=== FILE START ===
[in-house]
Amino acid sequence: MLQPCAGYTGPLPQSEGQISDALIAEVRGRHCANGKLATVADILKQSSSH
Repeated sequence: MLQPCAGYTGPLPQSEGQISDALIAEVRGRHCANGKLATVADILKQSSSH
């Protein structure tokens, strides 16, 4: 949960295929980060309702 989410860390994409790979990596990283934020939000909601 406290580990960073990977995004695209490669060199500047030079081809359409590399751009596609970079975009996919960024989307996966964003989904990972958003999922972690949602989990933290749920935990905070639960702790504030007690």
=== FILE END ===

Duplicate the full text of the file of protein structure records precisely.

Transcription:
[in-house]
Amino acid sequence: MLQPCAGYTGPLPQSEGQISDALIAEVRGRHCANGKLATVADILKQSSSH
Repeated sequence: MLQPCAGYTGPLPQSEGQISDALIAEVRGRHCANGKLATVADILKQSSSH
């Protein structure tokens, strides 16, 4: 949960295929980060309702 989410860390994409790979990596990283934020939000909601 406290580990960073990977995004695209490669060199500047030079081809359409590399751009596609970079975009996919960024989307996966964003989904990972958003999922972690949602989990933290749920935990905070639960702790504030007690």